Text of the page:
Expanding Access to Restorative Environments
Benefits of restorative environments and social cohesion can be reached in both local and digital interventions. In the Learning Playground, the Virtual Grove shows adaptable spatial methods to achieve this by creating a refuge-like space where a student can watch videos or listen to sounds of nature. A lowered overhead ceiling plane, and visual connections to nature scenes with posters or screens can trigger the replenishment that comes from soft fascination and immersion. This type of space can be enhanced with technology to allow for distant interventions. Elements from the Virtual Grove can also apply to engaging in shared virtual experiences such as museum tours or playing games together online. These learning opportunities exist, with a caveat that acknowledges potential barriers to access. Remote access is the biggest barrier for VR/AR, as a headset or smartphone is required and can isolate students who do not have access to these tools. For in-person learning, a barrier to access could be a school district’s inability to supply tools, or resources for educators to gain familiarity with using digital or VR/AR tools as a teaching tool.
Thank you to our partners, Smith System and Steelcase, for their collaboration on the Virtual Learning Playground. The Learning Playground and its additional resources can be found at: https://vr.yulio.com/yhLaubEr2Y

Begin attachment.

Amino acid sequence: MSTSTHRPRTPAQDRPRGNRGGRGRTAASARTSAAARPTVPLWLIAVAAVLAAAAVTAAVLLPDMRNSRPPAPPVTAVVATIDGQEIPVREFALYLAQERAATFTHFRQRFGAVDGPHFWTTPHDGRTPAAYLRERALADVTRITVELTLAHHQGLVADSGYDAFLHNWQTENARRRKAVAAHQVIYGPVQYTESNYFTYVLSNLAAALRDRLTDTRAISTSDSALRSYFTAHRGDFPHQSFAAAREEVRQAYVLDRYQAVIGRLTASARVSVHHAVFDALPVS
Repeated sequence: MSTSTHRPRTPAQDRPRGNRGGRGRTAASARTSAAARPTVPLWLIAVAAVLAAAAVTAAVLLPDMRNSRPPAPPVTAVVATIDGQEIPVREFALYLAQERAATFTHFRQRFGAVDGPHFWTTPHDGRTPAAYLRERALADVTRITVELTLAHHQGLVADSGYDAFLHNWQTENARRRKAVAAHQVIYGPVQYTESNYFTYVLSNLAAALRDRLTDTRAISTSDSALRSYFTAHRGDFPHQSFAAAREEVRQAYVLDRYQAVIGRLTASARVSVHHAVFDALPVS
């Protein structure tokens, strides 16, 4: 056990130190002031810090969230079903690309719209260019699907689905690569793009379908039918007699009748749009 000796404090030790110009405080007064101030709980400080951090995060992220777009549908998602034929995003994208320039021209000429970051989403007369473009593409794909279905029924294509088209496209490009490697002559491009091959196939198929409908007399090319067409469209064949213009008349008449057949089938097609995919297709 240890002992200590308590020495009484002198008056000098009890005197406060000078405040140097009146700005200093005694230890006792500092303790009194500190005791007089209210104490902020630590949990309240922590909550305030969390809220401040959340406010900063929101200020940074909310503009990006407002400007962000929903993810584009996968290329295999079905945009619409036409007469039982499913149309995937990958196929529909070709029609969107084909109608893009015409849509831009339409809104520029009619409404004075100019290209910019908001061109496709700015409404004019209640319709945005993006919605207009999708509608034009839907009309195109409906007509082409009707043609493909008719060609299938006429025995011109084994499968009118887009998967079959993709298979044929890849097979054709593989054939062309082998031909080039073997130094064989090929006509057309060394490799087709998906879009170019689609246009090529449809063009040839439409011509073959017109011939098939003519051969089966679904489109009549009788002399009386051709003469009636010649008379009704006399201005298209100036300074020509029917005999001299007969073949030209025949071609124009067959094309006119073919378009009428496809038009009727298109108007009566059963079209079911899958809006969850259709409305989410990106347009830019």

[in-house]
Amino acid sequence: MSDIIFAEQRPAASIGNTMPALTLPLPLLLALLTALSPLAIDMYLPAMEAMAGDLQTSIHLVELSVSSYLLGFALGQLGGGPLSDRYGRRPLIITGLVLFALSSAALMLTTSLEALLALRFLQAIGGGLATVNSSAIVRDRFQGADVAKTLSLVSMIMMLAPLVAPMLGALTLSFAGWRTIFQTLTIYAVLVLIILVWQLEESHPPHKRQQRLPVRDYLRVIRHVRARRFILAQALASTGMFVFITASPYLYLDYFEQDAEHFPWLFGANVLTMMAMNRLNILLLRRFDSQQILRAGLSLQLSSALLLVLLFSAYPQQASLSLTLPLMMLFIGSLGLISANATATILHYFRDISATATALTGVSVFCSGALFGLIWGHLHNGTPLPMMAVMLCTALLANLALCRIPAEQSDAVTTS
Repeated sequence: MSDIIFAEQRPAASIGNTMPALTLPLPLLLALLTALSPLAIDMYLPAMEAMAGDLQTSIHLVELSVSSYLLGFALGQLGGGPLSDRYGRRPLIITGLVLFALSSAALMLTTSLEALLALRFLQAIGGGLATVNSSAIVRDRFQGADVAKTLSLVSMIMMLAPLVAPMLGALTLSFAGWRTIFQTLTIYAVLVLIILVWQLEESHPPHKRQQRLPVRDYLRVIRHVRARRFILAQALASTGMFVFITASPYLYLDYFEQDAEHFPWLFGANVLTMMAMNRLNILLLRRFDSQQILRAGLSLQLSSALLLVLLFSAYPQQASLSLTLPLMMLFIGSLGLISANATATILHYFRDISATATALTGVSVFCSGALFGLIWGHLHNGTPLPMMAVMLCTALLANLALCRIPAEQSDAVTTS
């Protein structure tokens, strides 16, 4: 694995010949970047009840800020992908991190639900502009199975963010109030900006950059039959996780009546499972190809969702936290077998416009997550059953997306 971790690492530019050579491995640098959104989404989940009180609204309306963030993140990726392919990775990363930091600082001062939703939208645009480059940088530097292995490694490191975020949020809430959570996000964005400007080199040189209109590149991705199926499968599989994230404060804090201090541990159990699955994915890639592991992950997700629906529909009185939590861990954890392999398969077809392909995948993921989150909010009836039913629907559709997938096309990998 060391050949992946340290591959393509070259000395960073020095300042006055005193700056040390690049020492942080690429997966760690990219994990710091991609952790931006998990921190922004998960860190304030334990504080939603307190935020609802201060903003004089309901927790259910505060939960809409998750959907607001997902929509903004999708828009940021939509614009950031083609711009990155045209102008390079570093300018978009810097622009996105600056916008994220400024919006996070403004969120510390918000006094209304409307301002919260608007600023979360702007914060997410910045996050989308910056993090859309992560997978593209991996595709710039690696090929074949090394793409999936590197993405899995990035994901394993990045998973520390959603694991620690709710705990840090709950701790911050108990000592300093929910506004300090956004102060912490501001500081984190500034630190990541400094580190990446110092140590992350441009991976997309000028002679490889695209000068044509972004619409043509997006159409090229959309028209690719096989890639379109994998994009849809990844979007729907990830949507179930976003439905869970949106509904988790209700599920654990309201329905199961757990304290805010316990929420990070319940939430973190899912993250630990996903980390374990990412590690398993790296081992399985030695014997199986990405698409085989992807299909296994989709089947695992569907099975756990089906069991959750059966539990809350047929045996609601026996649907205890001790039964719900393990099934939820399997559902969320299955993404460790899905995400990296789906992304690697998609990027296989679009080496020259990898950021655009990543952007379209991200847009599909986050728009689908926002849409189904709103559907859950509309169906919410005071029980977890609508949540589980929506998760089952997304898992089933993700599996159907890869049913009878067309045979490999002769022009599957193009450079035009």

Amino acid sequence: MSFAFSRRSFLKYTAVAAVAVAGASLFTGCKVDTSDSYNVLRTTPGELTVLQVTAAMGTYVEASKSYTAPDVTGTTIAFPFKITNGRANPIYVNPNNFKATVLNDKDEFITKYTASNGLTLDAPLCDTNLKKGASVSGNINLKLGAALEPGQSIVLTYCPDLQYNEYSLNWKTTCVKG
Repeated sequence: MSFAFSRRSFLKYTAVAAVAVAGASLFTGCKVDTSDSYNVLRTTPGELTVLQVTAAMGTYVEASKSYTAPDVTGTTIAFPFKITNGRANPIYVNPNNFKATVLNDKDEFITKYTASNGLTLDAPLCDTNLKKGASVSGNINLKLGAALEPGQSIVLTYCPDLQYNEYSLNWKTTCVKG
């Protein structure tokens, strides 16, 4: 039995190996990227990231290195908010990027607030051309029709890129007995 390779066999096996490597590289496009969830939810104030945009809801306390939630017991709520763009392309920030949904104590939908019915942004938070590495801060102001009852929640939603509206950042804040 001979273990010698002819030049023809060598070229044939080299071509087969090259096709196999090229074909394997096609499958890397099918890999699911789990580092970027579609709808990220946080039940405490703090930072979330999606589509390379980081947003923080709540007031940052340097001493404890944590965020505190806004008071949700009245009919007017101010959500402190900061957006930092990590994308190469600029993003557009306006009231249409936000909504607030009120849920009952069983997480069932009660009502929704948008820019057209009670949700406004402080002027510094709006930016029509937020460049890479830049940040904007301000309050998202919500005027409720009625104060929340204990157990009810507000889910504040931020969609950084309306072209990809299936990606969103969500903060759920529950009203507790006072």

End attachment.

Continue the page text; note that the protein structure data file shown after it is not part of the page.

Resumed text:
We invite those interested in participating in the ongoing research efforts, or in engaging in research findings pertaining to this topic, to please reach out to email@example.com.
Albright, T. D. (2015). Neuroscience for architecture. In S. Robinson & J. Pallasmaa (Eds.), Mind in architecture: Neuroscience, embodiment and the future of design, 197-217. Cambridge, MA: MIT Press.
Browning, W., Ryan, C., & Clancy, J. (1970, January 01). [Pdf] 14 patterns of biophilic design: Improving health and well-being in the built environment: Semantic scholar. Retrieved March 19, 2021, from https://www.semanticscholar.org/paper/14-Patterns-of-Biophilic-Design%3A-Improving-Health-Browning-Ryan/46451d655352680ebbae33965e43d93b1cacfee3
Determan, J., Akers, M. A., Albright, T., Browning, B., Martin-Dunlop, C., Archibald, P., & Caruolo, V. (2019). The impact of biophilic learning spaces on student success. Retrieved from https://www.brikbase.org/content/impact-biophilic-learning-spaces-studentsuccess.
Kaplan, S. (1995). The restorative benefits of nature: Toward an integrative framework. Journal of Environmental Psychology, 15(3), 169–182
Gombrich, E. H. (1984). The Sense of Order: A Study in the Psychology of Decorative Art. NY: Cornell University Press.
Marlowe, J. M., Bartley, A., & Collins, F. (2016). Digital belongings: The Intersections of Social Cohesion, Connectivity and Digital Media. Ethnicities, 17(1), 85-102. doi:10.1177/1468796816654174, 5
Yuval-Davis, N. (2011). The politics of Belonging: Intersectional Contestations. doi:10.4135/9781446251041, 10